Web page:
Some of you natives seem to be the types who would be walking down the street in Shadyside, see a piece of trash on the sidewalk, and say "They don't clean up after themselves here; what a slum!" On the other hand, some of us would pick up the wrapper or soda can, deposit it into the nearest trash receptacle or recycling bin, and then think to ourselves "If everyone took ACTION instead of complaining, then maybe something could be accomplished after all!" Scranton didn't round the corner from being dubbed "Armpit of America" to the Tri-State Area's newest "up-and-comer" overnight, and neither did Collingswood nor Peoria. All three cities have rebounded greatly because residents simply became fed up with the deterioating conditions around them and demanded action---In the case of Scranton, residents of the "Hill Section" became so outraged over rising crime issues in their neighborhood that they formed crime watches, remained vigilant, and encouraged police saturation patrols to the point where that same neighborhood is now among the most stable parts of the city. Residents also take great pride in their properties; walking through the neighborhood's tree-lined streets on a Spring day is like being surrounded by an urban oasis of gardens and greenery. I'm sure similar stories could erupt from neighborhoods in Peoria and Collingswood.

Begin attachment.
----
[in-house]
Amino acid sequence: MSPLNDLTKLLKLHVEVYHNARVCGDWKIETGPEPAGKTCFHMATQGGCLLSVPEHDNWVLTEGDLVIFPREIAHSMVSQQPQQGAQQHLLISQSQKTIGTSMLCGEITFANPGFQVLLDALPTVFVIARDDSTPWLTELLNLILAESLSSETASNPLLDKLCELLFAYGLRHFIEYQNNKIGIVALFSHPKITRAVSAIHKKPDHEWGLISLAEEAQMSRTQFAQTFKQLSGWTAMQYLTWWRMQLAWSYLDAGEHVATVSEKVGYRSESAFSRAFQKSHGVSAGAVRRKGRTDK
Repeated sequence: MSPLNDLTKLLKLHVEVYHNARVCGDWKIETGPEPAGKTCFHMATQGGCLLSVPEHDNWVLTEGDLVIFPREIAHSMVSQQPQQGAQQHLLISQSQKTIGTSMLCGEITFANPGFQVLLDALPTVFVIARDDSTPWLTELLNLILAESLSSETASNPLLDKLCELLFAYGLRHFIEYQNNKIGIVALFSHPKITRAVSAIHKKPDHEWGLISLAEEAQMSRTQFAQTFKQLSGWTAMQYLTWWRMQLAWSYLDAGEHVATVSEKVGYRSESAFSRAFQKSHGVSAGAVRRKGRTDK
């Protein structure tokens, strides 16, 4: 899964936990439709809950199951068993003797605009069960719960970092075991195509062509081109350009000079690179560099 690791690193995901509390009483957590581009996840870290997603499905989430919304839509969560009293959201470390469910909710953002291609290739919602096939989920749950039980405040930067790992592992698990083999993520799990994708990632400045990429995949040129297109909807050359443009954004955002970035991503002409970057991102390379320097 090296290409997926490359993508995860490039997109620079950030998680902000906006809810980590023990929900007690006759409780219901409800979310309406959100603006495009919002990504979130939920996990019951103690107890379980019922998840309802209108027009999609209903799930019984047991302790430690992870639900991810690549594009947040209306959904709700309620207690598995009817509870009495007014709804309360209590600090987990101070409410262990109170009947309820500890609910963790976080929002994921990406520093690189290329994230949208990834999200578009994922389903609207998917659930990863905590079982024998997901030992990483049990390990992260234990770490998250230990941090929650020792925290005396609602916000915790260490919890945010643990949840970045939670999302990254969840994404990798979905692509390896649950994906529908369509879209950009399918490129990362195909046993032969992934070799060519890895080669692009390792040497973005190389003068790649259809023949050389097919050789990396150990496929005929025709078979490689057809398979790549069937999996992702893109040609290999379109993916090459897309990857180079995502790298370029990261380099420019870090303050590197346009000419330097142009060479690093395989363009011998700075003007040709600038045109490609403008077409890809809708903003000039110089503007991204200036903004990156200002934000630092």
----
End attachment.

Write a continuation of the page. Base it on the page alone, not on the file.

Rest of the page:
Maybe you Pittsburgh nay-sayers should start hitting the streets going door-to-door with surveys to collect information neighborhood-by-neighborhood about what each resident would desire to have improved in their lives to make them happier and their community more attractive. Afterwards, form a grass-roots citizen-action organization (perhaps "Pittsburgh Tomorrow" or "Pittsburgh 2020"), and begin to pursue grant money for some neighborhood improvements, attend city council meetings en masse to lobby for change, approach small business owners for donations towards forming "Business Improvement Districts", etc. The city isn't going to improve if you all come onto City-Data saying "Pittsburgh sucks! WAHHHHH!!!" Things will only start to look brighter if the residents themselves start to have a brighter outlook on life. The shift from constant negativity towards cautious optimism here in the Scranton Area has been prolific, and I'm no longer "ashamed" to say I hail from Scranton, a city where I hope to someday rehab a home for my family, rehab a downtown storefront for my business, and successfully run for mayor someday.